Andrea Deagon, Ph.D., has written a thought provoking article posted in the July  Gilded Serpent , entitled “Belly Dance in Patriarchy: Escaping the Switzerland of the Soul“. The title derives from a quote by Orson Welles via a character in a 1949 film classic, which distilled, boils down to: that through strife and upheaval art flourishes, and that in relative complacency it stagnates.

In her article, Deagon offers a lens/mirror onto the many common cultural assumptions, archetypes, and myths that our community promotes and has long held dear. I found it an interesting beginning for a much needed discussion.

To quote a bit from Jennifer’s post at the ORIENTALiSH :: 🙂 :: who pointed me towards the piece: “The use of goddess imagery is questioned, the uncomfortable conundrum between being drawn to belly dance for its acceptance of body types and learning quickly that what sells is typical slender good looks that meet a stereotype, the “dumbing down” of belly dance as it becomes more popular, and the belly dance scene’s commodity driven belittling of Arab culture.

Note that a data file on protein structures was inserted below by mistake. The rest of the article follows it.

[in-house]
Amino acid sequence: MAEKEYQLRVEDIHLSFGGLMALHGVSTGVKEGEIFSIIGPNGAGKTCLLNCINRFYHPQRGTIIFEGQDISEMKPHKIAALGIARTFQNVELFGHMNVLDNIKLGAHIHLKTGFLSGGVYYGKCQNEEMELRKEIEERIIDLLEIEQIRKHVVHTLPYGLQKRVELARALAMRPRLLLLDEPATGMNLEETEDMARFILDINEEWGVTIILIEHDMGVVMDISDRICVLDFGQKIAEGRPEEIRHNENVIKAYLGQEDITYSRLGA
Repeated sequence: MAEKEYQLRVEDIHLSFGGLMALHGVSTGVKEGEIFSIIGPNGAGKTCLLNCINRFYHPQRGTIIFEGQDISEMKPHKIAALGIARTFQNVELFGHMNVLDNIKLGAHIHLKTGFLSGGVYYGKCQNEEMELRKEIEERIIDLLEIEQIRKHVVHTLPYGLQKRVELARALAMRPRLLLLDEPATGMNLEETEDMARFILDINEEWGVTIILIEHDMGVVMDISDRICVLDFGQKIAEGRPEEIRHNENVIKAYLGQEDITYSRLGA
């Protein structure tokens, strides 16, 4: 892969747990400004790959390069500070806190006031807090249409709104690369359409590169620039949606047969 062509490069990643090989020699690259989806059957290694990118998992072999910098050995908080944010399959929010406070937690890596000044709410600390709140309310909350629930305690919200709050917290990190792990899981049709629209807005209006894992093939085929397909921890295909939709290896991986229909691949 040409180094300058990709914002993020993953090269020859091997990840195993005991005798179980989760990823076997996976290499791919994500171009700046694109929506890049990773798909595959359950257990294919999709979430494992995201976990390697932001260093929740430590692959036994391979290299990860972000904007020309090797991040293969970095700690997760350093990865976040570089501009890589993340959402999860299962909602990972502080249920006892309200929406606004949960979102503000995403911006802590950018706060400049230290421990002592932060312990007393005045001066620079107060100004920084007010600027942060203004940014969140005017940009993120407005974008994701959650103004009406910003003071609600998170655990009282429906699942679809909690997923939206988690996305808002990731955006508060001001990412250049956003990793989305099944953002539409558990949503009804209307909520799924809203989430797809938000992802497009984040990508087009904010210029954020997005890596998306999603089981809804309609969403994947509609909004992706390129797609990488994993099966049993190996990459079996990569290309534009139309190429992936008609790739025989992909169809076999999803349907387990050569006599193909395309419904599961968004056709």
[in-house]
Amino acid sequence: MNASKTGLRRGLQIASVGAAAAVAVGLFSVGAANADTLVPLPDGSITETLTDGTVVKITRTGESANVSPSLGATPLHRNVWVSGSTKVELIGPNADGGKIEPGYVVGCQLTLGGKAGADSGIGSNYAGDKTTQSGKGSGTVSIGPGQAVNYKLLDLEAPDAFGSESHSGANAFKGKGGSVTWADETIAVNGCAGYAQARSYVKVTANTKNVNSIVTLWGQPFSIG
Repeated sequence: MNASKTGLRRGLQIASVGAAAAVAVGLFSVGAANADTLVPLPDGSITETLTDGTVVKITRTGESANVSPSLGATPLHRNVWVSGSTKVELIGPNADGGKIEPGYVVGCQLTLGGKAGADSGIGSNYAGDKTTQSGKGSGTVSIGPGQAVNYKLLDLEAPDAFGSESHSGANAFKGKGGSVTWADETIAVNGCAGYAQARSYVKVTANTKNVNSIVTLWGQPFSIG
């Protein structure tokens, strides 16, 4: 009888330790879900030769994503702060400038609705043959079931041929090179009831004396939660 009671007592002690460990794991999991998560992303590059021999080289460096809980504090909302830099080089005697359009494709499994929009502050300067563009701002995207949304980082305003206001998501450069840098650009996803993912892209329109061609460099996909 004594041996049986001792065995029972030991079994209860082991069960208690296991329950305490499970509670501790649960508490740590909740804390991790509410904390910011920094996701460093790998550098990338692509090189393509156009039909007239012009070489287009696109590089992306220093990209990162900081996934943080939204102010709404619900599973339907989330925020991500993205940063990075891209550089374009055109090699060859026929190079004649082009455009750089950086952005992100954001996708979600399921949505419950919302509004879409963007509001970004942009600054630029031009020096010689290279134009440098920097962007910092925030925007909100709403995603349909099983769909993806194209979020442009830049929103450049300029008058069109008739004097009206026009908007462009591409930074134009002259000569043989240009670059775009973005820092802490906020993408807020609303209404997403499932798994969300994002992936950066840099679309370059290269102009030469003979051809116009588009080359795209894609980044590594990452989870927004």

Deagon concludes her piece with a bit of a challenge about the direction of the art: “Ultimately, our artistry depends on honesty: honest acknowledgement of the ways in which gender affects and inhibits our modes of expression – honesty about how we value youth, beauty, and erotic display, and honesty about whether what we are doing is really feminine, or something more challenging and complicated” … “Nothing truthful can emerge from self-deception and if there is one thing the best dancers of Middle Eastern patriarchies have shown us, it is that the core of belly dance resides in the lived, felt, courageous truths it can tell.

Read it for yourself, as I’d be very interested in your own thoughts.

« »